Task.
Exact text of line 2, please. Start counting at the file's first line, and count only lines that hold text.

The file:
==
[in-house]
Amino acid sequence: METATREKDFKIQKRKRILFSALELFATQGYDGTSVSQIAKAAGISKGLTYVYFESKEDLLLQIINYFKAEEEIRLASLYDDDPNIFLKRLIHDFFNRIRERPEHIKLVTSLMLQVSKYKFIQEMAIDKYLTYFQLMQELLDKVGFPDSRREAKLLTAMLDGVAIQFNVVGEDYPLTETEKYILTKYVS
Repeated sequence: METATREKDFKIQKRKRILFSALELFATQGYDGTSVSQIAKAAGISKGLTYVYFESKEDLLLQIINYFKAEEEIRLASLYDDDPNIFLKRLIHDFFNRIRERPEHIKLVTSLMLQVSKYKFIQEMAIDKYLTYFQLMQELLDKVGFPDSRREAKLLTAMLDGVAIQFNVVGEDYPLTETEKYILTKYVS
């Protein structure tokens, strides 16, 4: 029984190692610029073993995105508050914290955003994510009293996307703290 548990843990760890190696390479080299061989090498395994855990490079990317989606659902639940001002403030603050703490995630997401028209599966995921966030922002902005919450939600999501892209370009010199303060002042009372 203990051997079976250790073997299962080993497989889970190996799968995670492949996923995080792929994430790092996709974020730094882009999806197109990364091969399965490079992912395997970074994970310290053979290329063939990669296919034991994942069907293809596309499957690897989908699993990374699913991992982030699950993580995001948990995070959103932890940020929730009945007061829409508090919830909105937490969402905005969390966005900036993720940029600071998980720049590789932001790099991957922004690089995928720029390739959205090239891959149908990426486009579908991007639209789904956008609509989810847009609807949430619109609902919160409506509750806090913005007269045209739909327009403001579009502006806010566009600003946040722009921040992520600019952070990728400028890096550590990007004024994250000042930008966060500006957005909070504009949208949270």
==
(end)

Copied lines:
Amino acid sequence: METATREKDFKIQKRKRILFSALELFATQGYDGTSVSQIAKAAGISKGLTYVYFESKEDLLLQIINYFKAEEEIRLASLYDDDPNIFLKRLIHDFFNRIRERPEHIKLVTSLMLQVSKYKFIQEMAIDKYLTYFQLMQELLDKVGFPDSRREAKLLTAMLDGVAIQFNVVGEDYPLTETEKYILTKYVS